The S-Pen is the same basic design as the one introduced with the Note5 - you need to click it before you can pull it out of its silo. We're not trying to see if it'll go in the wrong way anymore, but that issue was already addressed before, so we'll just assume Samsung's learned its lesson and it's safe.
The S-Pen, or rather the pressure sensitive layer in the display, can recognize up to 4,096 levels of pressure - twice as many as the Note5, but the same number as on the Note7. Ahem, we mean the Note FE.
The tip is 0.7mm in diameter, so pretty fine then, but that's not news either. The entire stylus is 108mm long and 5.8mm wide, for the nerds among you.
The S-Pen's newest feature is Live message - the phone will record your scribbling as a GIF, which you can then send out via your favorite messaging app. Screen off memo is here too - just pull out the stylus and write on the black display, without waking up the phone and going through the lockscreen. The PEN.UP community is a go-to place for sharing your drawings, provided you have some artistic talent, and you don't just use the Note for scribbling to-do lists.
You can use the S-Pen's built in translation feature by hovering over words; you can use it to magnify portions of the screen, you can capture scrolling screenshots with ease. And you can even do it under water if you so wish. We'd rather not.
The Galaxy Note8 relies on iris recognition for keeping your device away from prying eyes, heh. It was the same with the Note7, and then the S8 and S8+ that followed, but we figured we'd still mention it here.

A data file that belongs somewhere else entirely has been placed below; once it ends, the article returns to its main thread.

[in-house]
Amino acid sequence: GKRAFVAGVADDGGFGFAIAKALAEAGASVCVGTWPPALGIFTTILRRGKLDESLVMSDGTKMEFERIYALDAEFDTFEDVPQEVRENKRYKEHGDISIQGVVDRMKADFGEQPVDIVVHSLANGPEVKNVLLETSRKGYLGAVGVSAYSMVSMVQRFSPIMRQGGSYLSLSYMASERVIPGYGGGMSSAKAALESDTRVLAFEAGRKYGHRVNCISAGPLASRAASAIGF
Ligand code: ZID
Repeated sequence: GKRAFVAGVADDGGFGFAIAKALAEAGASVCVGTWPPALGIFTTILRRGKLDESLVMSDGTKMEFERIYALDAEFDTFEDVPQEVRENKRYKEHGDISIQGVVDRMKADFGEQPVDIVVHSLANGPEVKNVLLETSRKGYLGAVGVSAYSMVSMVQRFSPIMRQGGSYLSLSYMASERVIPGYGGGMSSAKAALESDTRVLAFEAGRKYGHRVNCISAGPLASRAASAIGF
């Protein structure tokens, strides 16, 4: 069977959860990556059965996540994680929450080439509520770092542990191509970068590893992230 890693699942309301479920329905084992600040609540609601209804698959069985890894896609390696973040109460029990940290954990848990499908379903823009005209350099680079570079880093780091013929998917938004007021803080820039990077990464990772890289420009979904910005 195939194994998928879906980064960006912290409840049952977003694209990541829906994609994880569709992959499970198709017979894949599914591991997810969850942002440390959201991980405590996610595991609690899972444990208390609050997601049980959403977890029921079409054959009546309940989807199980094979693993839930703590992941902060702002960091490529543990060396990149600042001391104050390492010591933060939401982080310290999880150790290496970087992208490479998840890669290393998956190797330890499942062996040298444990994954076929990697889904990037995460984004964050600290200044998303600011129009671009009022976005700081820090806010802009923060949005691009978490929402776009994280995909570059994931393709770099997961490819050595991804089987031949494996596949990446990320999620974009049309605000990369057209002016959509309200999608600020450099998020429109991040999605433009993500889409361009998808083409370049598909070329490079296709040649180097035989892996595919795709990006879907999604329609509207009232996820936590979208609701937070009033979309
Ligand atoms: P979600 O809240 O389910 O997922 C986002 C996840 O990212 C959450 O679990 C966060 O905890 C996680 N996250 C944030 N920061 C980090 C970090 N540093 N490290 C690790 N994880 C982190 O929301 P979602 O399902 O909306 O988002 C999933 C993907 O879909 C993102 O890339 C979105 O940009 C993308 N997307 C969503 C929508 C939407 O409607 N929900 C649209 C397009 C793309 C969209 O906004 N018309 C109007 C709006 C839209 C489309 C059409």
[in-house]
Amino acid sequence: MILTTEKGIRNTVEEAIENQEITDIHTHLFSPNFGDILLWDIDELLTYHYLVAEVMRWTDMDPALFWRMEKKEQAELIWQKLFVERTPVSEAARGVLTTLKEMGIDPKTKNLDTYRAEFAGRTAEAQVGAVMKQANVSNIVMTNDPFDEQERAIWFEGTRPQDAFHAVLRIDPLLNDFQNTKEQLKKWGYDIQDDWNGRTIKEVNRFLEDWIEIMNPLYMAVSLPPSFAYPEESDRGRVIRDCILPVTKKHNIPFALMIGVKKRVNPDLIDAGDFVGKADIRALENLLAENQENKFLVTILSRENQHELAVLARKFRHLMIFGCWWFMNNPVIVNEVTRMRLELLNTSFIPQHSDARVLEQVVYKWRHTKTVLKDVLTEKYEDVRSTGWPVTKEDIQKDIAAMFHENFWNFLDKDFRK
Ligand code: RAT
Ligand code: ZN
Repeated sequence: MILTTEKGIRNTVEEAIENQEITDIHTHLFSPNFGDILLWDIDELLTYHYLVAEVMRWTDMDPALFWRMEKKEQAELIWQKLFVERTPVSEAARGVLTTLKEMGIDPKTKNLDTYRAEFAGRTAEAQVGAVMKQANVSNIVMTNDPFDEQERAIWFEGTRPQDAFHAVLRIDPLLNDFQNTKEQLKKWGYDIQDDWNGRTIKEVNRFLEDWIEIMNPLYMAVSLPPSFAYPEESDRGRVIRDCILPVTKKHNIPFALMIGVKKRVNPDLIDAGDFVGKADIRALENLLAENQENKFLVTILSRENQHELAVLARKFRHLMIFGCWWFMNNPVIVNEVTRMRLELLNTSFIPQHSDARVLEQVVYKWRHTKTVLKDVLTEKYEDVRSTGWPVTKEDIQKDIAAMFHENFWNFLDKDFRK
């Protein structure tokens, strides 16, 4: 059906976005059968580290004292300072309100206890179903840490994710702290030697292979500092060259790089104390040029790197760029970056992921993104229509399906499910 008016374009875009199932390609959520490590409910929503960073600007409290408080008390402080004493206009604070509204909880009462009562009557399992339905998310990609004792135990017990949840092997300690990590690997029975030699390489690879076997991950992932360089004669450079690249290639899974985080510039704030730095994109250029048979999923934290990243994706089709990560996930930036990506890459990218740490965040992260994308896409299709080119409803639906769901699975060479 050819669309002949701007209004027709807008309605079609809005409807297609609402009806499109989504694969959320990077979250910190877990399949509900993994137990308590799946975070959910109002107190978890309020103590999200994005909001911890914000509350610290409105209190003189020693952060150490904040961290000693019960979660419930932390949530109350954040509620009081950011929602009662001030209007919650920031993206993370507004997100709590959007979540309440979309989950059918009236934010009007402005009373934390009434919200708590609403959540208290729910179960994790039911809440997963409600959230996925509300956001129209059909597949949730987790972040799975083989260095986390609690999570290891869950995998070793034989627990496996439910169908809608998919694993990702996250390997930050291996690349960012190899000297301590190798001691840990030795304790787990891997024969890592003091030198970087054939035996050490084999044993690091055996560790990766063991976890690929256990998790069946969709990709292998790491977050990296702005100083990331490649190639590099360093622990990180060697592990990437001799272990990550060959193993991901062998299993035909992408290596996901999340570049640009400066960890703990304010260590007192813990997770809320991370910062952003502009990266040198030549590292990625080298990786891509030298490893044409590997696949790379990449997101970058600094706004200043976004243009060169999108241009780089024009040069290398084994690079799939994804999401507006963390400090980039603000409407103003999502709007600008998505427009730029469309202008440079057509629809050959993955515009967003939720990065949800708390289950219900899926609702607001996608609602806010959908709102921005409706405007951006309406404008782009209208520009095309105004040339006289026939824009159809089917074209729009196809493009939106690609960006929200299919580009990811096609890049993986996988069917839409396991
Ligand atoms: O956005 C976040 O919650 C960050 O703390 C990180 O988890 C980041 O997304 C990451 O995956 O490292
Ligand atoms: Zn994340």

You see, you'd better get used to holding the Note8 right, and looking at it with your eyes wide open, as the fingerprint sensor is best left as a last resort. We've had mixed success with iris recognition on the S8+, some of us quickly adjusting to it, while for others it just wasn't a good fit with the angle at which they used their phone.
The Galaxy Note8 runs on a heavily customized version of Android 7.1.1. Ideally, it should have been Android Oreo, but we guess that's coming down the line too.
The Samsung UX you'll find on the Note is the same as what's been around for some six months on the S-series flagships but also on models lower down the ranks like the J-series, for instance.
Of course, the Note8 gets the Edge features that the flat J's aren't equipped to handle. Apps edge, People edge, Tasks edge - a ton of actions are available with a simple inward swipe from the side.
A new addition to the software package is App pair in multi-window - you can pair apps and launch them simultaneously, and for some apps, it even works for two instances of the same one. Talk about productivity.
Introduced with the Galaxy S8, the DeX docking station will be available for the Note8 as well. Just add a monitor, keyboard, and a mouse, and you have a full-featured desktop experience. Okay, it might be an overstatement, and the potential target audience may be small, but the option is there if you find a use case. Samsung will be bundling DeX with pre-orders of the Note8 in Europe.
It's still beyond us why every phone maker must come up with a personal assistant of its own, but if someone can pull it off, it's probably Samsung. Yes, we're talking about Bixby, which the company is aiming to make the backbone of its services. And here we were, forcing the poor lad to try and recognize our booze - what, it was a heavily advertised feature.
The Note8 will naturally support the latest Gear VR headset, or the other way around - the point is, the two will work together. The newest iteration of the headset that goes by the same name, and is not confusing at all, comes with a Controller with a touch pad, a trigger and a few more buttons - a giant leap in interaction over the previous temple touch pad design.